Albert DeSalvo, ‘Boston Strangler’ suspect, to be exhumed for DNA testing

Albert DeSalvo is best known for having confessed to the Boston Strangler serial killings– however, he was never actually convicted of them. He was convicted and sentenced to life in prison for the “Green Man” rapes. He was stabbed to death in prison in 1973, before any charges could be brought against him.

However, about a year ago, some DNA evidence left on the last victim, 19 year old Mary Sullivan was found to be a “familial” DNA match, and investigators are now about to exhume DeSalvo’s body for conclusive proof it was him.


Mary Sullivan, the Boston Strangler’s last victim

Oddly, however, in 2001, a “semen-like” substance found on Sullivan’s body was concluded to not be a match, so this could get interesting.

DeSalvo reportedly confessed to the Boston Strangler murders to his cellmate, George Nassar, who then reported it to attorney F. Lee Bailey, who later defended DeSalvo in court. He also confessed to the crimes under hypnosis. Nassar is also considered to be a suspect in the murders, with those who suspect him believing that he told DeSalvo the details of the murder and is far more devious and psychopathic than DeSalvo was.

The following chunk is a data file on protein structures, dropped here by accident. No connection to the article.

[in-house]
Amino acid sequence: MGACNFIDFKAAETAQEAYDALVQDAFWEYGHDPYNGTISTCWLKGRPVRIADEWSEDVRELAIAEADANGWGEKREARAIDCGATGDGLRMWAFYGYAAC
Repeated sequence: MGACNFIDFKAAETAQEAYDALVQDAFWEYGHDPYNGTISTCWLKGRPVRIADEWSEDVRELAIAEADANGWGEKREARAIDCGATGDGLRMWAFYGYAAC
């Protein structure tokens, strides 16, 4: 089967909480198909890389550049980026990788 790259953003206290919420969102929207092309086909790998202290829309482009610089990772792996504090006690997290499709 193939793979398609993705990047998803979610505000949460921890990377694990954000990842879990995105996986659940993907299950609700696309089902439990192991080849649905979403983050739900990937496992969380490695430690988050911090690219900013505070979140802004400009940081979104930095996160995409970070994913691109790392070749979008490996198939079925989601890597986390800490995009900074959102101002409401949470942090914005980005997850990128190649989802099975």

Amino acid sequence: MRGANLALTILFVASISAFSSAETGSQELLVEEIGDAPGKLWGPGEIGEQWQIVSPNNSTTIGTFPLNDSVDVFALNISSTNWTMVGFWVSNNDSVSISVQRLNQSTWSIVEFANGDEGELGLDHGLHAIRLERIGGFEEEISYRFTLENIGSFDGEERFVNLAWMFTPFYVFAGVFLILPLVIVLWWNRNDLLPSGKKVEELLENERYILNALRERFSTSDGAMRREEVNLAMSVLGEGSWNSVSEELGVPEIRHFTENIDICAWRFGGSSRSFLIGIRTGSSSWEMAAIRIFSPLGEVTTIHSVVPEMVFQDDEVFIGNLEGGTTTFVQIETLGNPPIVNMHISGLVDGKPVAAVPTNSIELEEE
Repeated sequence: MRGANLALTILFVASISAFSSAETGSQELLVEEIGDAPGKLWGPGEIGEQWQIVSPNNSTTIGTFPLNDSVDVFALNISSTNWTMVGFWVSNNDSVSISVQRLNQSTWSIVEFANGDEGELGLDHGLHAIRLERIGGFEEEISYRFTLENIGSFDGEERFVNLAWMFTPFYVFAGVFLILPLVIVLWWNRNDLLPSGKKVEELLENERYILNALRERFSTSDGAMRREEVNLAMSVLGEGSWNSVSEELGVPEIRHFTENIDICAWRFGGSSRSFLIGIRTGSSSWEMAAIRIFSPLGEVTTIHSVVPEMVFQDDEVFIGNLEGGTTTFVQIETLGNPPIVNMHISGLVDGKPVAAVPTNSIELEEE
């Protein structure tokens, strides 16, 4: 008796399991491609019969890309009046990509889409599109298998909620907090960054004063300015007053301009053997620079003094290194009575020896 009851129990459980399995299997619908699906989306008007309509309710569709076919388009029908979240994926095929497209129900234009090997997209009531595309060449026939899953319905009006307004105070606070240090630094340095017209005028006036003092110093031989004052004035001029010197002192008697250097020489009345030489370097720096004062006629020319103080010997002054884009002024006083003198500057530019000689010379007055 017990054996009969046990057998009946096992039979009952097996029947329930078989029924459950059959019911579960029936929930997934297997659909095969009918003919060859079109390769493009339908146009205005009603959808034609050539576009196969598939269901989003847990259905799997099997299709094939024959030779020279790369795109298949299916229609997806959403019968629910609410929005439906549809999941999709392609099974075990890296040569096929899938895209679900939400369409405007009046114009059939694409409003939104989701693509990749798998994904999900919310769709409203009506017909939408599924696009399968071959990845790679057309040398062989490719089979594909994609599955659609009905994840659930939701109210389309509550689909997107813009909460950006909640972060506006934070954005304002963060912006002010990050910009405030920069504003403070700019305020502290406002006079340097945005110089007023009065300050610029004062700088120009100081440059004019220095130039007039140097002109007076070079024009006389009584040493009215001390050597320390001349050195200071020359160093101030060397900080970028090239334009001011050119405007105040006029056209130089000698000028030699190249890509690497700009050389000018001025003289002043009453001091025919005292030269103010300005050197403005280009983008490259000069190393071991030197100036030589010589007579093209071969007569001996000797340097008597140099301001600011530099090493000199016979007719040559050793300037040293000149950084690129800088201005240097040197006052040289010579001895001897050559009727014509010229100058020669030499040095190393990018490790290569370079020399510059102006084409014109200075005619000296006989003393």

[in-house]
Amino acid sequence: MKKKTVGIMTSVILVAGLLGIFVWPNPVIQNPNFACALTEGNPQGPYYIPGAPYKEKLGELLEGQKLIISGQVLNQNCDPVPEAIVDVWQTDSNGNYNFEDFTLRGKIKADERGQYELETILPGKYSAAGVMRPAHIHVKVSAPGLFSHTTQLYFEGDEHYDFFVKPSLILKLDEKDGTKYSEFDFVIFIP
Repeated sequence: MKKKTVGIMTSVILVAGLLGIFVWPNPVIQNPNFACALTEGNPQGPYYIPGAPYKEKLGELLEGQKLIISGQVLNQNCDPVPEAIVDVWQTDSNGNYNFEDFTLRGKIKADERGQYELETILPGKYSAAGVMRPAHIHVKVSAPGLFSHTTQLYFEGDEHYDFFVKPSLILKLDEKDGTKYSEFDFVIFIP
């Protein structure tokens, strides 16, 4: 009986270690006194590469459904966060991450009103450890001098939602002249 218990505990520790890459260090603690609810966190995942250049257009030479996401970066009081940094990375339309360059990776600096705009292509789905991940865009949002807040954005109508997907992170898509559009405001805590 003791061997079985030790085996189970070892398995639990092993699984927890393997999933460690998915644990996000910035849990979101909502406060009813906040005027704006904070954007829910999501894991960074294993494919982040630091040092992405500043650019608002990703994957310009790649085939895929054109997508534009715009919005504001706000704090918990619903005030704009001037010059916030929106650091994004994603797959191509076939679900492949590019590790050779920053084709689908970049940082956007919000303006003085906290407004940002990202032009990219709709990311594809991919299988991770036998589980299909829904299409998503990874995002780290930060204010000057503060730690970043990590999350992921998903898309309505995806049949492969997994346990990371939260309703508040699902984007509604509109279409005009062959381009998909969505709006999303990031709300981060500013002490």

Creepy tidbit of information– while DeSalvo was in prison, he often sent jewelry and leather goods he made to Bailey’s family and wrote them all letters.

The crimes that Albert DeSalvo was actually convicted for– armed robberies and sexual assaults- had a very different MO when compared to the Boston Strangler killings. Also, police never really thought that all the crimes attributed to the Boston Strangler were committed by the same person, because the age range was so varied.

The first wave of these crimes were perpetrated exclusively against older women, ages 55-85, in the second, the victims varied in age, ranging from 19-69. Some were strangled with nylon stockings, some without, one was stabbed… it would just be extremely unusual for a serial killer to have that varied of an MO. Robert Ressler, the father of criminal profiling– whom I am slightly obsessed with– did not believe they were all committed by a single person.

It is likely that DeSalvo’s DNA will be a match for the DNA found on Mary Sullivan’s body– whether or not he committed the rest of the murders associated with the Boston Strangler, we may never know.